This model produced the second best hummus, as determined by our panel of testers, only being beaten by the Hamilton Beach 10-Cup and the KitchenAid 9-Cup. However, both the tomato sauce and the applesauce were the perfect consistency after the prescribed amount of pureeing time, earning this model the top score in both of those tests. It took about 19 minutes to grind nut butter to satisfaction, though it did require a spatula scrape at the very start of the test to keep it happy. This need for human intervention did drop its score slightly
This model didn't leak at all, taking about three and a quarter cups of water to reach the marked line. The water was about a half inch below the seam when filled to this point.
The Custom does an above average job at shredding, meriting it a 6 out of 10 for this series of tests. We looked at how this model shredded potatoes, carrots, and cheese, as well as if the shredding blade had any adjustable settings on it. You can see which models can really shred in the following chart.
This model did a fantastic job at shredding carrots, earning the second highest score of the entire group. The shreds were crisp and dry, though not quite on the same level as the Breville.
This model did about average when it came to shredding potatoes, creating a product equal to the Cuisinart Elite. However, it did leave two large slices of potatoes un-shredded above the blade.
This food processor did a little worse when we shredded cheese with it, making strands that were a little on the weaker side, equivalent to the BLACK+DECKER or the Breville. This model also only comes with a medium shredding disc.
The Cuisinart Custom did better at slicing than shredding, tying for the runner-up position. We sliced tomatoes, potatoes, and zucchini, looking for consistent, uniform slices without any noticeable taper. We also compared the ability to adjust the blade to alter the slice thickness. The models that were a cut above the rest, as well as the ones that weren't, are shown in the chart below.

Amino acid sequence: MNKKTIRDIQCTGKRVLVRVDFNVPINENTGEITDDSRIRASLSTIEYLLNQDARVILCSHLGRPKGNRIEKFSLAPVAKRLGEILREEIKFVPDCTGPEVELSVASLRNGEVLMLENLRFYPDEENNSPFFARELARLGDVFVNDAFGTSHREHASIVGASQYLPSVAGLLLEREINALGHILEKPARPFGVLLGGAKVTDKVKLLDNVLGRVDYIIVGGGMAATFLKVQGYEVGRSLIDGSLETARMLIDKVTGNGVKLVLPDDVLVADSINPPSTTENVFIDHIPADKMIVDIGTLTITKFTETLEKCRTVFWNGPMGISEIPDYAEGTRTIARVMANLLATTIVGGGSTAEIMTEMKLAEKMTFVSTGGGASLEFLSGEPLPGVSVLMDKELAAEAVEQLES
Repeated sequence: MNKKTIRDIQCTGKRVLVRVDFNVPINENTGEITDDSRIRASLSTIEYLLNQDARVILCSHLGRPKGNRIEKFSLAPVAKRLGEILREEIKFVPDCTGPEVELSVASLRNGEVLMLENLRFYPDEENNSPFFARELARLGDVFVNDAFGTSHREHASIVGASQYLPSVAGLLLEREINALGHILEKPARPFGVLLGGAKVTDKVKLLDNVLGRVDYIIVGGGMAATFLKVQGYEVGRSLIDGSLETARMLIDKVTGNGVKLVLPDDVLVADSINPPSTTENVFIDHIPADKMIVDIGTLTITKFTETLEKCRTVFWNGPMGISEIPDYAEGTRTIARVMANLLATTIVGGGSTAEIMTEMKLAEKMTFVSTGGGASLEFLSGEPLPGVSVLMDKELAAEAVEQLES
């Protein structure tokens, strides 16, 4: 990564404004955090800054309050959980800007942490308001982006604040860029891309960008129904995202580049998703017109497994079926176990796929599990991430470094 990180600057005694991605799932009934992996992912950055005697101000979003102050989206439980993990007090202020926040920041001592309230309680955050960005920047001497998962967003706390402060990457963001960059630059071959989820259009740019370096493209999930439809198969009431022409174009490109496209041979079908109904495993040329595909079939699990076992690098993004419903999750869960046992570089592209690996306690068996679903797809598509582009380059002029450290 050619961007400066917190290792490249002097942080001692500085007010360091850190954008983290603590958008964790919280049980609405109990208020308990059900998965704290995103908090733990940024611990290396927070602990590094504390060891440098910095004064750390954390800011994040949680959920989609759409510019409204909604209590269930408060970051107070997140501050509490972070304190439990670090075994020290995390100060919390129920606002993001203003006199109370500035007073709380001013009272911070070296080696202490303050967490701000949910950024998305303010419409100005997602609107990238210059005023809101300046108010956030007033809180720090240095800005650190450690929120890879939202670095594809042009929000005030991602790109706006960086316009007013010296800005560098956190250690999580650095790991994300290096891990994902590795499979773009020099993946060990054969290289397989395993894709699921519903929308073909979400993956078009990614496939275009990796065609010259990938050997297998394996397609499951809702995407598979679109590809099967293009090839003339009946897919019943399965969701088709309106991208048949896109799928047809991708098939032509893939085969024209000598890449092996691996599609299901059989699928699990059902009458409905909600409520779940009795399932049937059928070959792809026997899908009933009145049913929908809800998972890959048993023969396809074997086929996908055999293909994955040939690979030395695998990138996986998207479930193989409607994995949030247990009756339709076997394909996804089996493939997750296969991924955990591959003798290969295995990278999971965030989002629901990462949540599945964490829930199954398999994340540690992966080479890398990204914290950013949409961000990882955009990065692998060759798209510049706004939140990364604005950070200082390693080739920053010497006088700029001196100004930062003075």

This model came with a 4mm slicing disc, though others can be purchased separately. This model had the largest feed tube, and easily fit even the largest of our test tomatoes. The slices were fantastic, with no noticeable taper or mangling of the tomato.
This food processor also did the best at slicing potatoes, producing as close to perfect slices as you could expect. The zucchini slices were about average, due to the fact that there were some botched cuts and slices of varying thickness.
The final metric, cleaning, is where we assessed how much of a pain it was to clean these products after using them. The Cuisinart Custom wasn't too bad, earning a 6 out of 10 for not causing much frustration at all when it was time for dishes. The easiest to clean models scored higher and you can see how all the models compared in the graphic below.
The bowl, lid, blades, and discs are all dishwasher safe, though it is recommended that they are washed on the top shelf only. The blade was a little on the short side, making it a little difficult to clean around where it attaches to the shaft. The bowl is simple to clean, with no extra plastic details that would catch food. The lid had a few problem areas, but nothing that was too bad.
This model is a great value — enough to earn it an award. It was the second-highest score overall and had a price that wasn't terrible on the wallet.
This model is a great bet if you want the best possible food processor you can get while still saving some cash. The Cuisinart Custom is still around $200, so if that price is too high, you may want to consider our other Best Buy award winner, the Hamilton Beach 10-Cup. This model only scored a little worse but has a substantially cheaper price.
— David Wise and Austin Palmer